Jean Sutherland Boggs records
Held at: Philadelphia Museum of Art Archives [Contact Us]Box 7646, Philadelphia, PA, 19101-7646
This is a finding aid. It is a description of archival material held at the Philadelphia Museum of Art Archives. Unless otherwise noted, the materials described below are physically available in their reading room, and not digitally available through the web.
Overview and metadata sections
Dr. Jean Sutherland Boggs is a prominent art historian and expert scholar on Degas who served as Director of several major North American Museums. She was appointed as the first female Director of the Philadelphia Museum of Art and served from 1970 to 1982. Part of her legacy was establishing new written Museum policies on important topics and setting into motion long-term plans for the reinstallation of the European galleries. During her tenure, the Museum acquired Degas’ “Red Nude” and installed the Thomas Eakins retrospective. Boggs also mounted two monumental exhibitions of non-Western art, “Manifestations of Shiva” (1981) and “Treasures of Ancient Nigeria” (1982), each of which presented great works of art in a scholarly context, and was well-received by the diverse communities the Museum sought to serve.
Boggs was born in Negritos, Peru, in 1922 and was raised in Canada. She received an undergraduate degree in Fine Arts from University of Toronto in 1942, and a Master of Arts and PhD from Harvard University. Boggs also has an extensive teaching career: she taught as an associate professor of art at Skidmore College (1948 to 1949) and at Mount Holyoke College (1949 to 1952); as an assistant professor and later associate professor of art at University of California, Riverside (between 1954 and 1962); as Steinberg Professor of History of Art at Washington University (1964-1966); as professor of art at Harvard University (1976-1978); and as the Sterling and Francine Clark Professor at Williams College (1970). Her directorial career began at the National Gallery of Canada, when was appointed its first female Director in 1966. She remained in the position until 1976, when she resigned due to governmental and bureaucratic difficulties. In 1978, the Philadelphia Museum of Art appointed Boggs as its first female Director, and she remained in this position until 1982. Despite an institutional deficit and little emphasis on fundraising, Boggs managed to accomplish a considerable amount during her tenure.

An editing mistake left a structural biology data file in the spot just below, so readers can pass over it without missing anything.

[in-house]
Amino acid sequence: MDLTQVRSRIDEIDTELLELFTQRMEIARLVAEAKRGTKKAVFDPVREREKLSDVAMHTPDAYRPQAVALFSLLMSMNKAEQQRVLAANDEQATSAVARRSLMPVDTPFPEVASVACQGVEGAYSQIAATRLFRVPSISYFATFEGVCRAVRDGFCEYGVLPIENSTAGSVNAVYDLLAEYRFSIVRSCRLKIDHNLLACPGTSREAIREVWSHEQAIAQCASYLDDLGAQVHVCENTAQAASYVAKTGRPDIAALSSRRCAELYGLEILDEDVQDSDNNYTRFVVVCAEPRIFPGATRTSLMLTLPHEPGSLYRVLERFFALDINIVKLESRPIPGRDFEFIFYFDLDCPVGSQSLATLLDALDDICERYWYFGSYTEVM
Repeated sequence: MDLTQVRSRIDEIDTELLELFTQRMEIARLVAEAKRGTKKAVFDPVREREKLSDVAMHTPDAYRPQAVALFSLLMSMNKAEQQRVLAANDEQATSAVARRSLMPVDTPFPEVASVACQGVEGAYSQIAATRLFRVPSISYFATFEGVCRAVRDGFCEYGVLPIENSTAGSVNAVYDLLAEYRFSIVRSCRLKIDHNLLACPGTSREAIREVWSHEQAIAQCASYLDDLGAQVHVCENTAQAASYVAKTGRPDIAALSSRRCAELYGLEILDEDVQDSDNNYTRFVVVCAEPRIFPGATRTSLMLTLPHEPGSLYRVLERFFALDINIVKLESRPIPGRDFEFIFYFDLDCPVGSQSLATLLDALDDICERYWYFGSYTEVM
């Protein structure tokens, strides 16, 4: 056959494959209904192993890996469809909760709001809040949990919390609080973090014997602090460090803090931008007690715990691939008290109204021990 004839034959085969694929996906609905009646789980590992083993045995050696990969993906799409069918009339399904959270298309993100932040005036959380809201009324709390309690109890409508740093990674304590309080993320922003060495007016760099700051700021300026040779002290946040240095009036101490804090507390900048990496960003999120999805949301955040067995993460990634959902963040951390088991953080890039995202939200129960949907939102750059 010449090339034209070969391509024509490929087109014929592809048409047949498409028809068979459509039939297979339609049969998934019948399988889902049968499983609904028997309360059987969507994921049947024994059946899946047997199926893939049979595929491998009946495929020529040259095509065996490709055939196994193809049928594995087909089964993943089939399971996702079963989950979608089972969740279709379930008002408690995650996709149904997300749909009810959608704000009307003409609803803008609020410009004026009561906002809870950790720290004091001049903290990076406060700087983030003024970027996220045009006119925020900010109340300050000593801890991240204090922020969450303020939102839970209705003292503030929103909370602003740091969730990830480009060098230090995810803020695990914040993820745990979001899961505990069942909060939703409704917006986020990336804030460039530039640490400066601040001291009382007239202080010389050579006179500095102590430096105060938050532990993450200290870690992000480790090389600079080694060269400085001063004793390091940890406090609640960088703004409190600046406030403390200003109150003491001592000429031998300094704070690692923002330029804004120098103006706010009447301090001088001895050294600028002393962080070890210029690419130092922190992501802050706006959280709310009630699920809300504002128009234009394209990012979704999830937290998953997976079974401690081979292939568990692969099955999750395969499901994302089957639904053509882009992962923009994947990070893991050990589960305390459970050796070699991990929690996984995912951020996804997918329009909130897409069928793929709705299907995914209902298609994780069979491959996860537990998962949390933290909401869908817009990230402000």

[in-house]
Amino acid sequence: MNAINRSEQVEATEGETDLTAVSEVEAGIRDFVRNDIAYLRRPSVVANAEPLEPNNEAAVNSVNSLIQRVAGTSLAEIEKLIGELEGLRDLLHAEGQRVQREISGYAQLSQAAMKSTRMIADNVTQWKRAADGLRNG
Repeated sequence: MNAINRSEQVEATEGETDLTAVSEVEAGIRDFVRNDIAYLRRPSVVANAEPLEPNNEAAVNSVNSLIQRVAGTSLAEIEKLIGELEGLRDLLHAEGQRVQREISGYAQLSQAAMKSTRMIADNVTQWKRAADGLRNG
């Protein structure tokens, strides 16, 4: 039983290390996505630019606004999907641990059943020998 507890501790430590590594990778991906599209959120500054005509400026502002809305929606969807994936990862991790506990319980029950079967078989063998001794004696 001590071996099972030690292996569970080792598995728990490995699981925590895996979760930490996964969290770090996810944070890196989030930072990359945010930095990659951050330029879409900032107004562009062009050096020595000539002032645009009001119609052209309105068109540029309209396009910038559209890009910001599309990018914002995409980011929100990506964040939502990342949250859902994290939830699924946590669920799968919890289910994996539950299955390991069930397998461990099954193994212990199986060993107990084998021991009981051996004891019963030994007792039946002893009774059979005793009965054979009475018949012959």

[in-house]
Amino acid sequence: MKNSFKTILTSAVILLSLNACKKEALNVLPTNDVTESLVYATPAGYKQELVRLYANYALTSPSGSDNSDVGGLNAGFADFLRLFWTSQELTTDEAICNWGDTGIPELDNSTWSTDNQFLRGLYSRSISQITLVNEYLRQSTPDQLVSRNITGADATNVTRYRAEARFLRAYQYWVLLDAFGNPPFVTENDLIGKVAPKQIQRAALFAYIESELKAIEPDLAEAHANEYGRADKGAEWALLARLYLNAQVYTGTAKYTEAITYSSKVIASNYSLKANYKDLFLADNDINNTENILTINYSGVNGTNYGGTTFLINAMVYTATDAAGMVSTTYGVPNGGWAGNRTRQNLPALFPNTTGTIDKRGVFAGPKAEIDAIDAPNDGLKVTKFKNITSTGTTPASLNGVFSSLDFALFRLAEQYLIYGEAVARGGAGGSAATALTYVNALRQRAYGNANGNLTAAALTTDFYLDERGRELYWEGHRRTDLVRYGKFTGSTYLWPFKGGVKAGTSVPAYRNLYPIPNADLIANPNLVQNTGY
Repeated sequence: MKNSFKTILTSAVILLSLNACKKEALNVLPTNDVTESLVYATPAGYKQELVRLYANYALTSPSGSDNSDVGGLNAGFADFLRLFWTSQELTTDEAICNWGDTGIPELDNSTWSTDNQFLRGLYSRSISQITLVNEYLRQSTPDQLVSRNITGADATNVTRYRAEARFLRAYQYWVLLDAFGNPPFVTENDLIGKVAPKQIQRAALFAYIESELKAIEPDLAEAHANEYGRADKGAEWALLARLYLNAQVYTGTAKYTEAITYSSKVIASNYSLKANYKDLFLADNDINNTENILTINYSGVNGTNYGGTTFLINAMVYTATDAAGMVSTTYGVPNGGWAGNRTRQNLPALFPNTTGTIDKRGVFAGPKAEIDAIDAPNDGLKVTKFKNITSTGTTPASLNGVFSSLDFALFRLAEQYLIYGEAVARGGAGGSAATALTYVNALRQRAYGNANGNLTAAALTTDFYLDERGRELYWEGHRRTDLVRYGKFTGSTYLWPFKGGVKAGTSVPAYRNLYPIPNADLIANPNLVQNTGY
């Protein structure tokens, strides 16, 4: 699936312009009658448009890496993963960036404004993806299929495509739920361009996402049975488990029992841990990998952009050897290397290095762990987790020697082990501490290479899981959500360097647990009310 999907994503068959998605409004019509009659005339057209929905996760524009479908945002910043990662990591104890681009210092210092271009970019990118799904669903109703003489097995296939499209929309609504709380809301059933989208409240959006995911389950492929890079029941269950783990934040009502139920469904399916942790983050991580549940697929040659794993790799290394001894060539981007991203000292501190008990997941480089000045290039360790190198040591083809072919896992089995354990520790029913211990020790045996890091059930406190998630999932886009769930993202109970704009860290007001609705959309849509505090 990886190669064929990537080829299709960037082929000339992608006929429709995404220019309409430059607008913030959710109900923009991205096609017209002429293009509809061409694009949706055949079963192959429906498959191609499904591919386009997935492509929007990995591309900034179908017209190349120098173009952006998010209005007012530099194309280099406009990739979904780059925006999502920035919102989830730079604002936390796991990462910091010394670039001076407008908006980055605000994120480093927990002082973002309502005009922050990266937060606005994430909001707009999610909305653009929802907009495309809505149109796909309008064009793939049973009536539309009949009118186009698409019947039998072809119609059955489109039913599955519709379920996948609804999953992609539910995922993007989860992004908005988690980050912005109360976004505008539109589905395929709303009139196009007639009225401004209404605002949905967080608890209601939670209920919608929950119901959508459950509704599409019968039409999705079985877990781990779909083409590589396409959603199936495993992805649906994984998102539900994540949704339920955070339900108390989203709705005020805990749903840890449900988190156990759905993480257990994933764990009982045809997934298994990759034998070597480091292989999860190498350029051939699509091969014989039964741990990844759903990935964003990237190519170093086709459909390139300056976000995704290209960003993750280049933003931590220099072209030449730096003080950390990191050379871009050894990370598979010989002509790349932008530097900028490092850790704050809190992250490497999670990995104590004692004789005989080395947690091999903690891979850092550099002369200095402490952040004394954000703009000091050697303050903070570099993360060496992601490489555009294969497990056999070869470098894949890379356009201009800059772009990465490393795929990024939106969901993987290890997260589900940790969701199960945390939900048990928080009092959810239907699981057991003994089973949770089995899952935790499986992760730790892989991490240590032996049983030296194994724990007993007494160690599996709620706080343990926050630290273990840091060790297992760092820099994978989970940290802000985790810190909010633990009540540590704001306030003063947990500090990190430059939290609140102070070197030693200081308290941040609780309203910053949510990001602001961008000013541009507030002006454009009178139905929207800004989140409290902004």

Boggs left the Philadelphia Museum of Art in 1982 to take a position as Chair and Chief Executive Officer of the Canadian Museums Construction Corporation, where she headed up efforts to build two brand new museums, the new National Gallery of Canada and the Canadian Museum of Civilization.
Dr. Jean Sutherland Boggs has been an active and vital participant as a scholar and administrator in the fine arts community in Canada and the United States for more than half a century. She was named an Officer of the Order of Canada in recognition of her work with the National Gallery, and was award honorary degrees from the University of Saskatchewan, Concordia University, and York University. Boggs has published extensively on the life and work of Edgar Degas and organized several exhibitions on the artist’s work, receiving international recognition for her scholarship.